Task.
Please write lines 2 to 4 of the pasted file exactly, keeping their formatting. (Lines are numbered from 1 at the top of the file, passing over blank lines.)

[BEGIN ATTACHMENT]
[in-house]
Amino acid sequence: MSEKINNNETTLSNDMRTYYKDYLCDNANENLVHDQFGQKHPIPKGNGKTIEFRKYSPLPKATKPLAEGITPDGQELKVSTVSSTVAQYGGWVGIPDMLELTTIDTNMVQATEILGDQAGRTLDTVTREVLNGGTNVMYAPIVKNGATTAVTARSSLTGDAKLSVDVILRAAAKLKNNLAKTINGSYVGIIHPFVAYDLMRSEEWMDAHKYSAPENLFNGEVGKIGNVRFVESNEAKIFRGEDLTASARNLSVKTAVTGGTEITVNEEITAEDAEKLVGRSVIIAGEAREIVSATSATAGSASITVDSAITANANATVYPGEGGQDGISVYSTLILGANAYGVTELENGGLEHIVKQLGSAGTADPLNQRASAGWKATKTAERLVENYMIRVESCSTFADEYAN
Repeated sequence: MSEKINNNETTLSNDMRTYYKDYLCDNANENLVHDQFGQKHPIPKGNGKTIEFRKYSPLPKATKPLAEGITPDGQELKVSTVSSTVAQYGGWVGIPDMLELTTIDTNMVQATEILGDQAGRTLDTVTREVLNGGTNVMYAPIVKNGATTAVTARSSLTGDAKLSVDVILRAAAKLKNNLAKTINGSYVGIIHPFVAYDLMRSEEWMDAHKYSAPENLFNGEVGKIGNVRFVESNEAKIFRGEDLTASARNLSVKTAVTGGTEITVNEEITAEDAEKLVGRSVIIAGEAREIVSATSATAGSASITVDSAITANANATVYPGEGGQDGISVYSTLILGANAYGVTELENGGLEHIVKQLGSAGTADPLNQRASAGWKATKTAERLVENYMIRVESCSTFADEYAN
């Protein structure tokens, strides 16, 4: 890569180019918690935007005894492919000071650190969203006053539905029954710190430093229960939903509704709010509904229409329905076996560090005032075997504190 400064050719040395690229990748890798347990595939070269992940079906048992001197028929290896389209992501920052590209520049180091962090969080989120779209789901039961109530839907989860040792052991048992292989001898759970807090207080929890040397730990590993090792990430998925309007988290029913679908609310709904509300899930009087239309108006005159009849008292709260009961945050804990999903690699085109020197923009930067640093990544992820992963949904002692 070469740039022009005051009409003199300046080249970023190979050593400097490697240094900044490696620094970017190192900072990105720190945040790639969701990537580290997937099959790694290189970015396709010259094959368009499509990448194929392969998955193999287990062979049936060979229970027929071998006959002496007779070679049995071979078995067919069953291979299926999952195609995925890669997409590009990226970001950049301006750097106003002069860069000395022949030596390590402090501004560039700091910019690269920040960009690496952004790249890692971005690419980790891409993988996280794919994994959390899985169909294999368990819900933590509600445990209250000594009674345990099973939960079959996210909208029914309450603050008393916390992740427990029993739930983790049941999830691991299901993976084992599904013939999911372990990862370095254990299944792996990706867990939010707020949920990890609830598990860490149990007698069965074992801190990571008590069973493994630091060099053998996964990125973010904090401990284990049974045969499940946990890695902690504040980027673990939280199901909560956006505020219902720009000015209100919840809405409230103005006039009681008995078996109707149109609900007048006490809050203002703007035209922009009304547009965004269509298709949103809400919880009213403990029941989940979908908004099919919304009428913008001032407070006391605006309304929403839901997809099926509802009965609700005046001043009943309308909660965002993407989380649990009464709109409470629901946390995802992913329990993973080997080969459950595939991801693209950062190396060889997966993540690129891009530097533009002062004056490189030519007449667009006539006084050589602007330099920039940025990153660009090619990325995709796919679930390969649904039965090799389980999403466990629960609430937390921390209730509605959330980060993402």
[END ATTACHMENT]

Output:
Amino acid sequence: MSEKINNNETTLSNDMRTYYKDYLCDNANENLVHDQFGQKHPIPKGNGKTIEFRKYSPLPKATKPLAEGITPDGQELKVSTVSSTVAQYGGWVGIPDMLELTTIDTNMVQATEILGDQAGRTLDTVTREVLNGGTNVMYAPIVKNGATTAVTARSSLTGDAKLSVDVILRAAAKLKNNLAKTINGSYVGIIHPFVAYDLMRSEEWMDAHKYSAPENLFNGEVGKIGNVRFVESNEAKIFRGEDLTASARNLSVKTAVTGGTEITVNEEITAEDAEKLVGRSVIIAGEAREIVSATSATAGSASITVDSAITANANATVYPGEGGQDGISVYSTLILGANAYGVTELENGGLEHIVKQLGSAGTADPLNQRASAGWKATKTAERLVENYMIRVESCSTFADEYAN
Repeated sequence: MSEKINNNETTLSNDMRTYYKDYLCDNANENLVHDQFGQKHPIPKGNGKTIEFRKYSPLPKATKPLAEGITPDGQELKVSTVSSTVAQYGGWVGIPDMLELTTIDTNMVQATEILGDQAGRTLDTVTREVLNGGTNVMYAPIVKNGATTAVTARSSLTGDAKLSVDVILRAAAKLKNNLAKTINGSYVGIIHPFVAYDLMRSEEWMDAHKYSAPENLFNGEVGKIGNVRFVESNEAKIFRGEDLTASARNLSVKTAVTGGTEITVNEEITAEDAEKLVGRSVIIAGEAREIVSATSATAGSASITVDSAITANANATVYPGEGGQDGISVYSTLILGANAYGVTELENGGLEHIVKQLGSAGTADPLNQRASAGWKATKTAERLVENYMIRVESCSTFADEYAN
């Protein structure tokens, strides 16, 4: 890569180019918690935007005894492919000071650190969203006053539905029954710190430093229960939903509704709010509904229409329905076996560090005032075997504190 400064050719040395690229990748890798347990595939070269992940079906048992001197028929290896389209992501920052590209520049180091962090969080989120779209789901039961109530839907989860040792052991048992292989001898759970807090207080929890040397730990590993090792990430998925309007988290029913679908609310709904509300899930009087239309108006005159009849008292709260009961945050804990999903690699085109020197923009930067640093990544992820992963949904002692 070469740039022009005051009409003199300046080249970023190979050593400097490697240094900044490696620094970017190192900072990105720190945040790639969701990537580290997937099959790694290189970015396709010259094959368009499509990448194929392969998955193999287990062979049936060979229970027929071998006959002496007779070679049995071979078995067919069953291979299926999952195609995925890669997409590009990226970001950049301006750097106003002069860069000395022949030596390590402090501004560039700091910019690269920040960009690496952004790249890692971005690419980790891409993988996280794919994994959390899985169909294999368990819900933590509600445990209250000594009674345990099973939960079959996210909208029914309450603050008393916390992740427990029993739930983790049941999830691991299901993976084992599904013939999911372990990862370095254990299944792996990706867990939010707020949920990890609830598990860490149990007698069965074992801190990571008590069973493994630091060099053998996964990125973010904090401990284990049974045969499940946990890695902690504040980027673990939280199901909560956006505020219902720009000015209100919840809405409230103005006039009681008995078996109707149109609900007048006490809050203002703007035209922009009304547009965004269509298709949103809400919880009213403990029941989940979908908004099919919304009428913008001032407070006391605006309304929403839901997809099926509802009965609700005046001043009943309308909660965002993407989380649990009464709109409470629901946390995802992913329990993973080997080969459950595939991801693209950062190396060889997966993540690129891009530097533009002062004056490189030519007449667009006539006084050589602007330099920039940025990153660009090619990325995709796919679930390969649904039965090799389980999403466990629960609430937390921390209730509605959330980060993402």